In speaking about this issue, Ben & Jerry said it best in their homemade ice cream book when they said:

“Fresh ice cream, whether made at home or in a factory, is initially a soft product. You can get it harder by letting your ice cream sit longer in the ice cream maker before serving or by packing in an air tight container and placing it in a freezer. Just be aware that ice cream hardened in a home freezer tends to get icy.”

ben & Jerry

About Using An Ice Cream Maker

You will need an ice cream maker to make this ice cream. We use a Cuisinart, and it is the best investment we ever made. We use it all the time to make ice cream. We love this Cuisinart Ice Cream Maker. You can buy it at by clicking here.

You can check out the full selection of Walmart’s Cuisinart Ice Cream makers by clicking here. If you do not have an ice cream maker and you want to make great homemade ice cream then make the investment to get a good ice cream maker.

I never buy ice cream anymore as I find homemade ice cream tastes better, and it is effortless to make.

Watch our video below on how we made this decadent sugar-free chocolate coconut ice cream delight!

Homemade Sugar-free Chocolate Coconut Ice Cream

The Best Sugar-free Chocolate Coconut Ice Cream Recipe

Download your free copy of our recipe by clicking on the link below:

The Best Sugar-free Chocolate Coconut Ice Cream Recipe

All the Pleasure and Decadents of Ice Cream  – But Without the Guilt 

Serving – 1 Quart of Ice Cream 


2 ounces of dark chocolate 

1/3 cup unsweetened cocoa powder

1 can coconut milk (about 1 1/2 cups to 1 3/4 cups coconut milk) 

1/2 cup to 3/4 cup monk sugar. (If you want it sweet, use 3/4 cup if you do not want it so sweet, use 1/2 cup) 

2 large eggs

1 cup heavy or whipping cream

Salt (optional)

Vanilla (optional) 


Crack the eggs and quickly beat them 

Melt the 20 ounces of chocolate in the microwave (stir constantly) or on double boilers on the stovetop. 

As soon as the chocolate is melted put the eggs into the hot mixture and mix together quickly.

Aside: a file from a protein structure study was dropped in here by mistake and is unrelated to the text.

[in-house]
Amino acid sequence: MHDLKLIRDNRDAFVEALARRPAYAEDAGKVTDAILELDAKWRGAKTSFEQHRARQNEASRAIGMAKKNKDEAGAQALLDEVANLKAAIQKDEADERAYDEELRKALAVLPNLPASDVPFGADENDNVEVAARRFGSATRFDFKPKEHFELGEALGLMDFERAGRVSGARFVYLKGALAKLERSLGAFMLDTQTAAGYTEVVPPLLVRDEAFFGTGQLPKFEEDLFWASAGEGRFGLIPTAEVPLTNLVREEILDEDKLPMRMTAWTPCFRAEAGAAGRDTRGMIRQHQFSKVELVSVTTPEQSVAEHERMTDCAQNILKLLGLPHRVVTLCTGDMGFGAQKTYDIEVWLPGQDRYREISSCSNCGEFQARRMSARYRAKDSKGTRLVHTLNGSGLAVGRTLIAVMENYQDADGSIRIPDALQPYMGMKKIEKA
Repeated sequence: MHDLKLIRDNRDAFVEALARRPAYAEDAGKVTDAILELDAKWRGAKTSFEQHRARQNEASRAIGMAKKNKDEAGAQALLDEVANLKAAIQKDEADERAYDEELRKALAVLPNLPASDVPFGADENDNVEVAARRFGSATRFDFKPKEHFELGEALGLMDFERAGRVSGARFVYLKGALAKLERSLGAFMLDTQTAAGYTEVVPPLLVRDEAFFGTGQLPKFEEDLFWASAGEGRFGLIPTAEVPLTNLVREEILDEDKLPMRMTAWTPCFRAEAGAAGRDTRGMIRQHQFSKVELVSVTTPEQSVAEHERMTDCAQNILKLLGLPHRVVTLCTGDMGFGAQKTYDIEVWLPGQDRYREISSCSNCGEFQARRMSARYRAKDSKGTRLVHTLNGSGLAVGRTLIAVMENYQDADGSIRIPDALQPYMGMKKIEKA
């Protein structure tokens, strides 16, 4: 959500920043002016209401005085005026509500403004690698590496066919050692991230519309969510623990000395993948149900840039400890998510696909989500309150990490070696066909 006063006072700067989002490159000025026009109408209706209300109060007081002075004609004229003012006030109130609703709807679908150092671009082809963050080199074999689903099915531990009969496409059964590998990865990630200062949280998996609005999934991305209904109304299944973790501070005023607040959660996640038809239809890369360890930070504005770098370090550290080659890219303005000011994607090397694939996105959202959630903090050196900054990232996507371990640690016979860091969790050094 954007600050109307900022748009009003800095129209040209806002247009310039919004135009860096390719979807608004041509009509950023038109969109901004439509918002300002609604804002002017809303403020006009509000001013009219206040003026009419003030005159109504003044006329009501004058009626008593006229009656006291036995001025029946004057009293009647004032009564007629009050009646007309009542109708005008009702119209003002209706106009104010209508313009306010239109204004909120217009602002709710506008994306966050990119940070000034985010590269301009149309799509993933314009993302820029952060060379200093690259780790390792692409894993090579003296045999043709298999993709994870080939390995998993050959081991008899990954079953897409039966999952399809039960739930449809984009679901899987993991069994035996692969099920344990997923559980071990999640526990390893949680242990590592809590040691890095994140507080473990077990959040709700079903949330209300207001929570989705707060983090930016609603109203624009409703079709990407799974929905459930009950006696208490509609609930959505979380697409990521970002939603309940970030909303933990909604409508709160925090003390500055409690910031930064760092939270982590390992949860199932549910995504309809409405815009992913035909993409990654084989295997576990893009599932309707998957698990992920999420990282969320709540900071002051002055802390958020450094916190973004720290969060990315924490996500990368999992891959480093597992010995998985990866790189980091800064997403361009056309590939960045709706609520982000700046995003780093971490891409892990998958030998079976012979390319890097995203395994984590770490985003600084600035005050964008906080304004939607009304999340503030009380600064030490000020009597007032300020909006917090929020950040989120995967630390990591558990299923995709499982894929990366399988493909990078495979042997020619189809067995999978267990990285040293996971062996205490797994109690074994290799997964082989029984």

Then add the egg and chocolate mixture to the cocoa powder, monk sugar, and coconut milk, then blend together.  Add in the cream as the final ingredients and then blend them all together.  Do not over-blend.  

Cover and refrigerate the mixture for about 1 to 3 hours or until very cold or even longer. It needs to be very, very cold.

Transfer the mixture to the ice cream maker and follow the manufacturer’s instructions. 

We strongly suggest that you serve the ice cream almost immediately after making it since, due to the nature of the monk fruit sugar during freezing overnight, the ice cream mixture can freeze very solid

Additional Note: Our ice cream recipe only uses natural ingredients. There are no preserves. Because of this, it can melt faster than some other kinds of ice cream that may have chemicals added to it to help it not melt quickly or retain its shape. An added benefit of our all-natural homemade ice cream recipe.

What is Monk Fruit Sugar?

I admit that I love sugar and anything I make I do not want it to taste sugar-free or have a really bad after taste. That is why I really love monk fruit sugar and have used monk fruit sugar in this recipe. If you are like me and trying to cut out sugar, monk fruit sugar is like a gift from the gods. Or as some Chinese say – the fruit of the immortals.

Monk fruit sugar is from a small green round melon fruit that is grown on a vine in China and Thailand. The scientific name is siraitia grosvenorii.

The Monk Fruit Used To Make Monk Fruit Sugar
The Monk Fruit Used To Make Monk Fruit Sugar

A Bit of Monk Fruit History

It is always good to know a bit about anything you are putting into your mouth.

Dr. George Weidman Groff was a professor at Lingnan University in Guangdong. China in the early 1930s. He was up in Guilin Province in China to do an agricultural survey when he came across the monk fruit or as the Chinese call it “luo han guo” (罗汉果) which translated means monk fruit. Dr. Groff has been looking for this monk fruit for quite some time. He had heard about this mysterious fruit.

The monk fruit is first known to appear in Chinese records during the 13th century when some Chinese monks discovered the fruit in the Guilin area of Guangxi Province, China. As the monk fruit is quite difficult to grow it never made it into the mainstream of Chinese medicine.

These 13th Century Chinese monks understood this monk fruit was something special. it was able to sweeten their food while at the same time having special healing properties. In traditional Chinese medicine, monk fruit was used for a cough and sore throat. I was told by my Chinese staff that they use monk fruit to make soup if they are getting a sore throat or cold.

The monk fruit was also thought to be an aid to help with longevity and long life, hence also the name of the immortals’ fruit. One reason many call monk fruit the immortals’ fruit is because some believe it gives them longevity. In the part of China where the monk fruit is grown and used, many residents in the locality live to be over 100 years old.